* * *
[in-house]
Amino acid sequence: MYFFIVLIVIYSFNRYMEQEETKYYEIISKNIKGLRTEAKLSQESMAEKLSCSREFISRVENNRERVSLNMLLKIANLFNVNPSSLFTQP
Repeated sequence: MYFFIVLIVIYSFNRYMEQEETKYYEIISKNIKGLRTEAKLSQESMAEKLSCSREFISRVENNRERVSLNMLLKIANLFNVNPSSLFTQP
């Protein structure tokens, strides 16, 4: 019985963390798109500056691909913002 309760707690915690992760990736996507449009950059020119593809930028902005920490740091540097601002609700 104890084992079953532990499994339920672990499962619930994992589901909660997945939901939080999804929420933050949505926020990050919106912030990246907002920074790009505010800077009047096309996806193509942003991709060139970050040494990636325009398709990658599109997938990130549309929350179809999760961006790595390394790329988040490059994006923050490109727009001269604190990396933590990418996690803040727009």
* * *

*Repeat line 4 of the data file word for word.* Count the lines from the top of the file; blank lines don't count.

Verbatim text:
């Protein structure tokens, strides 16, 4: 019985963390798109500056691909913002 309760707690915690992760990736996507449009950059020119593809930028902005920490740091540097601002609700 104890084992079953532990499994339920672990499962619930994992589901909660997945939901939080999804929420933050949505926020990050919106912030990246907002920074790009505010800077009047096309996806193509942003991709060139970050040494990636325009398709990658599109997938990130549309929350179809999760961006790595390394790329988040490059994006923050490109727009001269604190990396933590990418996690803040727009």